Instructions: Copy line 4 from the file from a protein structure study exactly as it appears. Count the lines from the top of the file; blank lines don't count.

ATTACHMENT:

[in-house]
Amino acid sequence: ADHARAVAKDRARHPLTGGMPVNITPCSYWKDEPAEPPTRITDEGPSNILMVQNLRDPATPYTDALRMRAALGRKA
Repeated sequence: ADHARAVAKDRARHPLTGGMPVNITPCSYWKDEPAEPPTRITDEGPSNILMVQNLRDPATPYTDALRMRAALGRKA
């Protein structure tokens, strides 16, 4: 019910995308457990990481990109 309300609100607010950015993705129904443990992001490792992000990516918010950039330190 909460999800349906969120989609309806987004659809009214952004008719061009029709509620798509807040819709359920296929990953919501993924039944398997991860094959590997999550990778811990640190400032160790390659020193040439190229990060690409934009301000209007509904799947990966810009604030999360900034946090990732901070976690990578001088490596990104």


């Protein structure tokens, strides 16, 4: 019910995308457990990481990109 309300609100607010950015993705129904443990992001490792992000990516918010950039330190 909460999800349906969120989609309806987004659809009214952004008719061009029709509620798509807040819709359920296929990953919501993924039944398997991860094959590997999550990778811990640190400032160790390659020193040439190229990060690409934009301000209007509904799947990966810009604030999360900034946090990732901070976690990578001088490596990104």